• Adapter signatures for scriptless scripts. Using a multi-step protocol, Alice can prove to Bob that her final signature for spending a certain payment will reveal to him a value that will satisfy some specified condition. For example, that value could be another signature that will allow Bob himself to claim a certain other payment, such as an atomic swap or an LN payment commitment. To everyone besides Alice and Bob, the signature is just another valid signature with no special meaning. This can often improve the privacy and efficiency of the onchain parts of protocols by removing the need for including special data onchain, such as the current use of hashes and hashlocks in atomic swaps and LN payment commitments.

    The updated library doesn’t make the features available on sidechains by itself, but it does provide the code upon which both signature generation and verification can be performed—allowing developers to build the tools necessary to put Schnorr-based systems into production. It is hoped that the code will receive additional review and be ported into the upstream libsecp256k1 library for eventual use in Bitcoin Core related to a soft fork proposal. To learn more, read the blog post or developer documentation.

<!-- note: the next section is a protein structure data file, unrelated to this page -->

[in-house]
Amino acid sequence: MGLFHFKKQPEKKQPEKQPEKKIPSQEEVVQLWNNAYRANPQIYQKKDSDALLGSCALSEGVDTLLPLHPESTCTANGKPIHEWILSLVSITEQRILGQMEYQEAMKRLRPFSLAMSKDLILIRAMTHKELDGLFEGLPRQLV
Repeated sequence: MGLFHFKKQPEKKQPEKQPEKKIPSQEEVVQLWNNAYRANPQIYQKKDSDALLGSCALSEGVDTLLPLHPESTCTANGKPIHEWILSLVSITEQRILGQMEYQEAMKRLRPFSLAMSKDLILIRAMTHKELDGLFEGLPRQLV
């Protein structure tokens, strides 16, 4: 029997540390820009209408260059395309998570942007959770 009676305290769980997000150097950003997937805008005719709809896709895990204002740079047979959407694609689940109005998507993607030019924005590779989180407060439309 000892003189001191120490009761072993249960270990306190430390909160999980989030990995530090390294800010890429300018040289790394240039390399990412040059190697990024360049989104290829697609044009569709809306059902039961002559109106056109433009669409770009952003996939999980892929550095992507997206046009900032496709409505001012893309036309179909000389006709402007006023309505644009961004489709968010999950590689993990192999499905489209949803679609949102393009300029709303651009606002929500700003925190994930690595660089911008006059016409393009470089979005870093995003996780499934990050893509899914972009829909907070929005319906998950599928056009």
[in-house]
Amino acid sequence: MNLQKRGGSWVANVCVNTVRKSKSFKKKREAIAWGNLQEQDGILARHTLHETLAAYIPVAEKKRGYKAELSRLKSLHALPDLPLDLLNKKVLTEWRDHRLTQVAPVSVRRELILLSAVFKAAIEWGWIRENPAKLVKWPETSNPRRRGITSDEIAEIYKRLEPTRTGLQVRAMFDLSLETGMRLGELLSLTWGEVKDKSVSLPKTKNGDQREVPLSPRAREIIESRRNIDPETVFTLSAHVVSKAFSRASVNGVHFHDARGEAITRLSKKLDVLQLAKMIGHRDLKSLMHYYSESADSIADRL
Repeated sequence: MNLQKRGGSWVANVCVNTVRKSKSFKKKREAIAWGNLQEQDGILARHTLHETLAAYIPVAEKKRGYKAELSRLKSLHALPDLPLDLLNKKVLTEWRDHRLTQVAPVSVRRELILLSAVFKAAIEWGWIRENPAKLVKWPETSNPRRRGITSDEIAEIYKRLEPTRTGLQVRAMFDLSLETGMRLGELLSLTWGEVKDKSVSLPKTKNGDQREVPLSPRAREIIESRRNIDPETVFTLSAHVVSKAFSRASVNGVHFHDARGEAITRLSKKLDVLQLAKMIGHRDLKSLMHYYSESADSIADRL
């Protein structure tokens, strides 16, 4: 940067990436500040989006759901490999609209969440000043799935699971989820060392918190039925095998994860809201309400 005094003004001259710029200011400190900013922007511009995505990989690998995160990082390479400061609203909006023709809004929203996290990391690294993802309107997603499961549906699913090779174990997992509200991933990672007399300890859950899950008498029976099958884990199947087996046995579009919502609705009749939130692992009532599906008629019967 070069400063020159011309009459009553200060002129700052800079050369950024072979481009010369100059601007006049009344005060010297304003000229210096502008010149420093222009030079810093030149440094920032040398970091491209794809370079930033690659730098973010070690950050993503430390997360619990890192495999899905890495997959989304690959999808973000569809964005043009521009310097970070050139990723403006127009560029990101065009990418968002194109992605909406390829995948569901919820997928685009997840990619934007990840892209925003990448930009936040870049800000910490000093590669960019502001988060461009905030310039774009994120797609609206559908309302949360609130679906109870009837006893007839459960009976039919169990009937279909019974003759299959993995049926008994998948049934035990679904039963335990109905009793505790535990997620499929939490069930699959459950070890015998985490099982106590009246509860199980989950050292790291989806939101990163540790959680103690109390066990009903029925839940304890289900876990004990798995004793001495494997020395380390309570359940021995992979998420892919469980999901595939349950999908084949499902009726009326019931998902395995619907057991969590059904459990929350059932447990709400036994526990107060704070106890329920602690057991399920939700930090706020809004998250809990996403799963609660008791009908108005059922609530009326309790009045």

Selected Q&A from Bitcoin StackExchange

Bitcoin StackExchange is one of the first places Optech contributors look for answers to their questions—or when we have a few spare moments of time to help curious or confused users. In this monthly feature, we highlight some of the top voted questions and answers made since our last update.